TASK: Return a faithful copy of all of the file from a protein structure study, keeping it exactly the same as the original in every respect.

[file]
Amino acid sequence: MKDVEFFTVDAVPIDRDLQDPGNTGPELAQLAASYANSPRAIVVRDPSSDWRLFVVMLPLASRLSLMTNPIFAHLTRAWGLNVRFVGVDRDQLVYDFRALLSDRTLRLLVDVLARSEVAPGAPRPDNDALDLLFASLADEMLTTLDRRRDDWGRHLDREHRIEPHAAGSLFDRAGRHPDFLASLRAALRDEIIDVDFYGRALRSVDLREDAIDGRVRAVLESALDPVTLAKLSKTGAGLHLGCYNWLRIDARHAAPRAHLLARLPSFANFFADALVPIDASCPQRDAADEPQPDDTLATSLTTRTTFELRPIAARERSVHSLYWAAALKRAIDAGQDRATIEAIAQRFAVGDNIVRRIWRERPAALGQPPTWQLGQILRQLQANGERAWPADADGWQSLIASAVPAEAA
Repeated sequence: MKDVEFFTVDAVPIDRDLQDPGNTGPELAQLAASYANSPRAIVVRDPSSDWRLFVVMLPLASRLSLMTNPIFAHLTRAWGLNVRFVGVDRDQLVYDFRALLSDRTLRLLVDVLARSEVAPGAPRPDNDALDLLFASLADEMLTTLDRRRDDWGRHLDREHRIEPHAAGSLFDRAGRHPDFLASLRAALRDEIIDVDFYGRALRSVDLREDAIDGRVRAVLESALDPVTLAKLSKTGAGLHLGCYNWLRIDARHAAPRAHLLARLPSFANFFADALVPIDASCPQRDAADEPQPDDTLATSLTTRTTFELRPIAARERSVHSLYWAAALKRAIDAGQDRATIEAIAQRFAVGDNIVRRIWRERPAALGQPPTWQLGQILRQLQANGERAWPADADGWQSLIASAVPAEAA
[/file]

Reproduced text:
Amino acid sequence: MKDVEFFTVDAVPIDRDLQDPGNTGPELAQLAASYANSPRAIVVRDPSSDWRLFVVMLPLASRLSLMTNPIFAHLTRAWGLNVRFVGVDRDQLVYDFRALLSDRTLRLLVDVLARSEVAPGAPRPDNDALDLLFASLADEMLTTLDRRRDDWGRHLDREHRIEPHAAGSLFDRAGRHPDFLASLRAALRDEIIDVDFYGRALRSVDLREDAIDGRVRAVLESALDPVTLAKLSKTGAGLHLGCYNWLRIDARHAAPRAHLLARLPSFANFFADALVPIDASCPQRDAADEPQPDDTLATSLTTRTTFELRPIAARERSVHSLYWAAALKRAIDAGQDRATIEAIAQRFAVGDNIVRRIWRERPAALGQPPTWQLGQILRQLQANGERAWPADADGWQSLIASAVPAEAA
Repeated sequence: MKDVEFFTVDAVPIDRDLQDPGNTGPELAQLAASYANSPRAIVVRDPSSDWRLFVVMLPLASRLSLMTNPIFAHLTRAWGLNVRFVGVDRDQLVYDFRALLSDRTLRLLVDVLARSEVAPGAPRPDNDALDLLFASLADEMLTTLDRRRDDWGRHLDREHRIEPHAAGSLFDRAGRHPDFLASLRAALRDEIIDVDFYGRALRSVDLREDAIDGRVRAVLESALDPVTLAKLSKTGAGLHLGCYNWLRIDARHAAPRAHLLARLPSFANFFADALVPIDASCPQRDAADEPQPDDTLATSLTTRTTFELRPIAARERSVHSLYWAAALKRAIDAGQDRATIEAIAQRFAVGDNIVRRIWRERPAALGQPPTWQLGQILRQLQANGERAWPADADGWQSLIASAVPAEAA